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High Score Girl Continue, vol. 1 (SquareEnix, 2015-16), by Rensuke Oshikiri. Grade: B+.
Hmm. Well, The Daily Yomiuri newspaper ran a largely useless review of this manga a few weeks ago. I'd bookmarked it with plans to refer to it for this review, but I just now discovered that they don't archive old stories for more than 1 month unless you get a premium subscription from them. That's disappointing, because that paper isn't really worth spending money on. The only reason I was going to mention the article at all was the lawsuit that SNK brought against Rensuke Oshikiri for violating their copyright on the Street Fighter games. The wiki article isn't very good either, which doesn't help. Anyway, there's not much point in my including links to Yomiuri reviews of manga if no one can read them...
(Haruo meets Akira.)
Ok. Oshikiri created a manga set in the 1990's, featuring a young boy that likes playing arcade games in various game centers around Tokyo. The story was both an attempt to recreate the atmosphere of the time, as well as being a magnifying glass on the gamer culture then. To do that, Oshikiri had to include a lot of artwork from a wide variety of arcade machines, including Street Fighter I and II. And that's where the problems came in, because he hadn't gotten permission to use SNK's artwork (wow, imagine that, a Japanese artist that violated someone's copyrights...) Oshikiri was running the manga in monthly Gangan magazine (2010-), which SNK sued, and the police raided Gangan's offices for evidence in 2014. In 2015, Square Enix and SNK came to an agreement, SNK withdrew the lawsuit, and Enix restarted publishing High Score Girl.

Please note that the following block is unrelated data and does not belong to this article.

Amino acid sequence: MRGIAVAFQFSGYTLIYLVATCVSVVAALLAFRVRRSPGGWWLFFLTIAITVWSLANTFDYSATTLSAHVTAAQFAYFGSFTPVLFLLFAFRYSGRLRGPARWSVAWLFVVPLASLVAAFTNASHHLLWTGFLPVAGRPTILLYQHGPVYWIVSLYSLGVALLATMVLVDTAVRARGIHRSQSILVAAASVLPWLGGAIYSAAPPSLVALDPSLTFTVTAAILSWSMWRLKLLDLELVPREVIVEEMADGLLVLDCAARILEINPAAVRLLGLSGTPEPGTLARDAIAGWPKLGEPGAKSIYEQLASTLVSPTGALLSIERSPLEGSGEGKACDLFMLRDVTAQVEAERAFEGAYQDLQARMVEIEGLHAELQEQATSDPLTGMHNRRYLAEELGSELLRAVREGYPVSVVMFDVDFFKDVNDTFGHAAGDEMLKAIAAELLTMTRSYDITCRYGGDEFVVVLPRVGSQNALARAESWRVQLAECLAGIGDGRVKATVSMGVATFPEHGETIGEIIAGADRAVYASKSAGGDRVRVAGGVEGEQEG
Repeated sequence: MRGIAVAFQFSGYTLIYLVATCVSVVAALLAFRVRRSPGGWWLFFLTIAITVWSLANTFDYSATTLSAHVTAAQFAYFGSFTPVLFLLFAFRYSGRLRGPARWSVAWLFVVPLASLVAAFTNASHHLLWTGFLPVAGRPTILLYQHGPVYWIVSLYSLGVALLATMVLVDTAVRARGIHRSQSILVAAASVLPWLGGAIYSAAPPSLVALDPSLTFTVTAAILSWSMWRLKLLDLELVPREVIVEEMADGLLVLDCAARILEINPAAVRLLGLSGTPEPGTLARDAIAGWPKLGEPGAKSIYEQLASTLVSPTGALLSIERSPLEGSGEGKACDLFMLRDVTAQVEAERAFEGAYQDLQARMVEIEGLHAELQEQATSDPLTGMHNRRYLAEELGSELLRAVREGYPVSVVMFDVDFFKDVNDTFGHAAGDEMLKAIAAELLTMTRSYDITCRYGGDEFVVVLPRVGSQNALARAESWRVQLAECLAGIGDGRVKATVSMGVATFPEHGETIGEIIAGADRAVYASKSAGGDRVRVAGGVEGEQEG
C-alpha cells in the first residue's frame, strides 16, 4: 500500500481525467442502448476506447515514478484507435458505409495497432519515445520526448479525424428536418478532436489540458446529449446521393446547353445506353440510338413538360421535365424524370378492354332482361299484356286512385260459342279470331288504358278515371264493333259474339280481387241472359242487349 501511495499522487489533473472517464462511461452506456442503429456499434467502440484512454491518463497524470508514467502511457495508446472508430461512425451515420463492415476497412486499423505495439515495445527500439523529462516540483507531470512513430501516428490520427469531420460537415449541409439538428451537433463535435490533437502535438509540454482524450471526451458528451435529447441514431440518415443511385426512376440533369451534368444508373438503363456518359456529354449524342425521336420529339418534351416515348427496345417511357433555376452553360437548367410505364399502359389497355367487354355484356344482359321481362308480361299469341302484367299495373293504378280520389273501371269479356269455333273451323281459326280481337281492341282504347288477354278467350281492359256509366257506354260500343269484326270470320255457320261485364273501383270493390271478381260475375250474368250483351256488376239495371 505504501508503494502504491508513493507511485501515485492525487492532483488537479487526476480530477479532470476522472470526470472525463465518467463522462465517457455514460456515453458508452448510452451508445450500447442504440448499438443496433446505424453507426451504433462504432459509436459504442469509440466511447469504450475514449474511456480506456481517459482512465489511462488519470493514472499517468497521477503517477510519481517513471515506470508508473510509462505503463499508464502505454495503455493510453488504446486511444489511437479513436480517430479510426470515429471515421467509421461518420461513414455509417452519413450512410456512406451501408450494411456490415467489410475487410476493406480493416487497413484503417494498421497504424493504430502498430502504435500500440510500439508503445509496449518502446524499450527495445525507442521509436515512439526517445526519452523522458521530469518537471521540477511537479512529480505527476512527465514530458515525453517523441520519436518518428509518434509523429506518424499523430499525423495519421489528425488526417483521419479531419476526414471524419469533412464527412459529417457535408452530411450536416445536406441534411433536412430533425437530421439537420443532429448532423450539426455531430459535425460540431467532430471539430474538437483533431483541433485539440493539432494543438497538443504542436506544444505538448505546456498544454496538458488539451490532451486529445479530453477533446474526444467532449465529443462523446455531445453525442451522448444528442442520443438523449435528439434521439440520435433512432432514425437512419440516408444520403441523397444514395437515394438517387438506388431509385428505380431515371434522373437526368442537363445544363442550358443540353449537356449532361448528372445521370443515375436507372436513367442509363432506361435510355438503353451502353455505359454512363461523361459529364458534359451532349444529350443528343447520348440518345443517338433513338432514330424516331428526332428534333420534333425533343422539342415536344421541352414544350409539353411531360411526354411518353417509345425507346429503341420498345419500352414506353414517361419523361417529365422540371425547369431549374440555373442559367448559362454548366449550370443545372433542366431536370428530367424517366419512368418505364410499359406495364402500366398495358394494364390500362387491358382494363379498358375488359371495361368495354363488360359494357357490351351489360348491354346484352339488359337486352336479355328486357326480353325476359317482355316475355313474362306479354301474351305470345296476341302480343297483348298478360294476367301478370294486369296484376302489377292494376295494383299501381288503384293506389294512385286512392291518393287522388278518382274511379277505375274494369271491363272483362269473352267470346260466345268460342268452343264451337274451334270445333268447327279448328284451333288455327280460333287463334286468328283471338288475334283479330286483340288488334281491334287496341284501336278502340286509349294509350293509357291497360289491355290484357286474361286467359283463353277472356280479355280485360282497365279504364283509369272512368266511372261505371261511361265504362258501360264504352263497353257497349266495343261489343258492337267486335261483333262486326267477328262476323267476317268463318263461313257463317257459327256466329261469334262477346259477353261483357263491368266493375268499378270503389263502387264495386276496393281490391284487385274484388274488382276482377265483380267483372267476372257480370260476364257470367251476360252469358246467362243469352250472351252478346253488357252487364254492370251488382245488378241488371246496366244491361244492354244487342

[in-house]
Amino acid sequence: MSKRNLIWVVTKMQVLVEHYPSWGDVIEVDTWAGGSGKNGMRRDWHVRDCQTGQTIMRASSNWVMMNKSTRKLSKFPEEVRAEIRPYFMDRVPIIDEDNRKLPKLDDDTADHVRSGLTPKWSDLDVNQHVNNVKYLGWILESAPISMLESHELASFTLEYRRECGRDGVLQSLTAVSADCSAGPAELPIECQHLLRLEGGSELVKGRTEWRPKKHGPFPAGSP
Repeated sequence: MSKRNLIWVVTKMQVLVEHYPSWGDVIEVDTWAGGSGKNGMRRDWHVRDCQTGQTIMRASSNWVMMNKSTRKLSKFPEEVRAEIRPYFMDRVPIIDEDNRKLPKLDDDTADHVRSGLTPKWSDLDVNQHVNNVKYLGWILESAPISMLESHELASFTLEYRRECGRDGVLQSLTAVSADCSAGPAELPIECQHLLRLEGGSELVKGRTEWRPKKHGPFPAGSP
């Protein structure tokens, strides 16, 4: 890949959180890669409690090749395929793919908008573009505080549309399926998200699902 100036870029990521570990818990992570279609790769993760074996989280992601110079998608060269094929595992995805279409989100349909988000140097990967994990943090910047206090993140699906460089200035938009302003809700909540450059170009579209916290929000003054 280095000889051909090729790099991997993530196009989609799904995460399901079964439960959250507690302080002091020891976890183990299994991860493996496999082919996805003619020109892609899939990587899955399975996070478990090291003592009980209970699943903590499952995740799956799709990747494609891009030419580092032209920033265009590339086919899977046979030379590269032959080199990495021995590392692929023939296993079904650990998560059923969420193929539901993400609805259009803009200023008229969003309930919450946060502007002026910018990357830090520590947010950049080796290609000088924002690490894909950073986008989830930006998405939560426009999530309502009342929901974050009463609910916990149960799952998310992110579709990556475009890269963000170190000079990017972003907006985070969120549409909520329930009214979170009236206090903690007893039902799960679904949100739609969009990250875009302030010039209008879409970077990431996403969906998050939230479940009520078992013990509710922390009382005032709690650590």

(Akira runs afoul of a bully that dislikes being beaten at Street Fighter.)
Haruo Yaguchi is a 6th year elementary school student that is really bad in all subjects. To escape the pressure from the teachers and his classmates, he goes to the game centers, where he has become one of the best arcade players around. His main game is Street Fighter II. One day, he finds a girl, Akira Oono, is in the same center, and is beating everyone else at "his" game in two-player mode. He recognizes her from his class as the best student in the school. She's from a very rich, powerful family, and that's the problem. When she's at home, she's forced to study, and practice the piano, when she'd really rather play games. Haruo is the better player, but just as he's about to beat her in the game, she kicks the machine into him and punches him in the face. The story proceeds from here, with the two of them constantly crossing paths, and Akira visiting Haruo's house just to play games on his PC Engine console. By the end of volume 1, Haruo is realizing that Akira is the only one that understands him, just as her family ships her off to a school in Los Angeles at the start of the Junior High year.
(After a long day of visiting haunted game arcades, the kids end up taking a bus home.)
The artwork is very good. The backgrounds and locations around Tokyo and the Tama river look authentic. Oshikiri knows his game machines, and he spends many pages talking about them. But, the story doesn't get bogged down in the details too much. The character designs are very retro-looking, which may deter some manga fans from picking up this title. But, if you like video games, and you want to see Japan as it looked just before the economic bubble burst, this is a good book to buy.
(Akira and Harou visit an amusement center. Harou is getting better at avoiding Akira's attacks.)
Summary: High Score Girl Continue tells the story of a school boy that likes playing arcade games, and the people he meets that share his interests. Recommended if you like arcade games, too.